For frontal cyclones, the most intense atmospheric “bombs” occur when you have a merging or “phasing” of the northern and southern jet streams (basically the polar jet with much colder air to its north and the subtropical jet with far richer moisture sources to its south). This “phasing” of jet streams occurred with the most recent nor’easter.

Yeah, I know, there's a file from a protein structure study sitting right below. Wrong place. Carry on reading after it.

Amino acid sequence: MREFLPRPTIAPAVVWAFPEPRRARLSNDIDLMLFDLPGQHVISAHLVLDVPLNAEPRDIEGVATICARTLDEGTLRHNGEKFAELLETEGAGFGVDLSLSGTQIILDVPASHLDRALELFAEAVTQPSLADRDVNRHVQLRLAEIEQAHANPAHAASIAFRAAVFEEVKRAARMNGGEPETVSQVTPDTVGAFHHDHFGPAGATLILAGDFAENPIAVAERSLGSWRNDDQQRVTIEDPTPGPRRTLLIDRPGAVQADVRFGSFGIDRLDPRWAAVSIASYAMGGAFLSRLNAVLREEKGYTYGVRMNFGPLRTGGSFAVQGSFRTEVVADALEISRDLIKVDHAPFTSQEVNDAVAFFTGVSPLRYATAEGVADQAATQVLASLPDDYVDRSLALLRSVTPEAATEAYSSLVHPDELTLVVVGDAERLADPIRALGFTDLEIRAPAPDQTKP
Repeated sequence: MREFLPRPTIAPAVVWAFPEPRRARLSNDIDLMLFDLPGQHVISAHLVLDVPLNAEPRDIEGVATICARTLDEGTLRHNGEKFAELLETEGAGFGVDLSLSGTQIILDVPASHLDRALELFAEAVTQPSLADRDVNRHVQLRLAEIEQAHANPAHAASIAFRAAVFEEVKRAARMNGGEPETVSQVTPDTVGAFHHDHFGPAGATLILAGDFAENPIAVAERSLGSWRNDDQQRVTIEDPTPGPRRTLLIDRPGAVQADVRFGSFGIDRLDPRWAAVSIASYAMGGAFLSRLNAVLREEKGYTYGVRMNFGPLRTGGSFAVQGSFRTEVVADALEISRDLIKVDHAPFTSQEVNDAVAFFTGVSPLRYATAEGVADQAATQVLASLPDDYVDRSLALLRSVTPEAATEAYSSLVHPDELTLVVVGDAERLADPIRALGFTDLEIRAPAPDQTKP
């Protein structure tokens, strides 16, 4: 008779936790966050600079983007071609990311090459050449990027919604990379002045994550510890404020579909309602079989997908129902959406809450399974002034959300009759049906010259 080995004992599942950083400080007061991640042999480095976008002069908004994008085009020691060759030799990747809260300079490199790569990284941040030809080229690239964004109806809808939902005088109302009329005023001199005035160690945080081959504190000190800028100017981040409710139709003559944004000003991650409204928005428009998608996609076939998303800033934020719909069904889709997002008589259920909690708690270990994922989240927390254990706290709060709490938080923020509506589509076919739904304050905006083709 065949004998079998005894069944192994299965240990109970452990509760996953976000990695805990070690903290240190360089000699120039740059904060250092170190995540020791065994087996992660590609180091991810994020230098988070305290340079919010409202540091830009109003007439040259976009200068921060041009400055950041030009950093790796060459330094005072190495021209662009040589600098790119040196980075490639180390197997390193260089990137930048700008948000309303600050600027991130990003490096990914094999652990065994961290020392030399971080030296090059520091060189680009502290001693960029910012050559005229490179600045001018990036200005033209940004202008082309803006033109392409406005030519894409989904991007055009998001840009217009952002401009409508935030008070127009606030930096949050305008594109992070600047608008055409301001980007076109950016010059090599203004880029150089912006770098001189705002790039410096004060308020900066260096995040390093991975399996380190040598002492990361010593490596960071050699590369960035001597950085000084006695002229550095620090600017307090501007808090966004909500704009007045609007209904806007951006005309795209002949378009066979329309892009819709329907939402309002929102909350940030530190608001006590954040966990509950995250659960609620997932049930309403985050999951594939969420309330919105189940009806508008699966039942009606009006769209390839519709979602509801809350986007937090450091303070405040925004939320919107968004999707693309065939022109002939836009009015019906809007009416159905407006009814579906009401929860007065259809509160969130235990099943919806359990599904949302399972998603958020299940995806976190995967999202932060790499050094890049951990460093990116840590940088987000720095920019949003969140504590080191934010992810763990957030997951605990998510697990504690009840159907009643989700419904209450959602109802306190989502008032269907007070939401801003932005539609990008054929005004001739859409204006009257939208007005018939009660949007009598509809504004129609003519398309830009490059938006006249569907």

“Bomb” cyclones are nothing new. Unfortunately for us who have to live and deal with their impacts, human-induced climate change has forced our world to retain a significant amount of heat energy. These major changes on climate in just the past 20-30 years have caused statistical changes in observed weather. And one of those changes is in rapid intensification of cyclones. With tropical cyclones, there is evidence that a warming ocean and lower atmosphere (with greater moisture/latent heat release) is playing a role in increasing the frequency of rapidly intensifying tropical cyclones (here’s a paper by Kishtawal et al. on the topic). With mid-latitude cyclones, there is ongoing debate on the issue. However, there ongoing research suggests that in addition to thermodynamic roles, the increasing “waviness” of the polar jet stream theorized to occur in a warming world may have impacts on mid-latitude weather and long-term climate patterns. High amplitude jet streams produce greater mixing of air masses at lower levels of the atmosphere between the polar regions and sub-tropics (a process known as temperature advection). The increase in jet stream amplitude acts as a feedback to further amplify Arctic warming rapidly relative to the mid-latitudes as much warmer air advects into the far north (jet slows slightly with less temperature gradient, but becomes much more amplified, enhancing warming further). While the effect of the mid-latitudes circulation patterns on the Arctic seems more well-established because of the rapid changes in the far north, climate scientists are in much higher disagreement on the effects of feedbacks back on the mid-latitudes. Dr. Jennifer Francis (Rutgers University; see short webinar on possible connection between Arctic warming and mid-latitude extreme weather), among other scientists continue to do research actively on jet stream dynamics in the mid-latitudes with regards to climate change. But such a combination of warming energy sources and amplified jet stream patterns could further the development “bomb” cyclones in the future as the world continues to warm, at least while there remains strong temperature gradients between air masses to fuel mid-latitude storms (mid-latitude cyclones may be weaker and/or found much farther north in a much warmer planet). And there has already been a statistically detectable shift northward in winter storm tracks in the Northern Hemisphere and an increase in the severity (intensity of cyclones and precipitation rates) and frequency of “atmospheric river” events in the Eastern Pacific toward North America since the 1950s (see Key Finding #4-5/Chapter 9 of US Climate Report).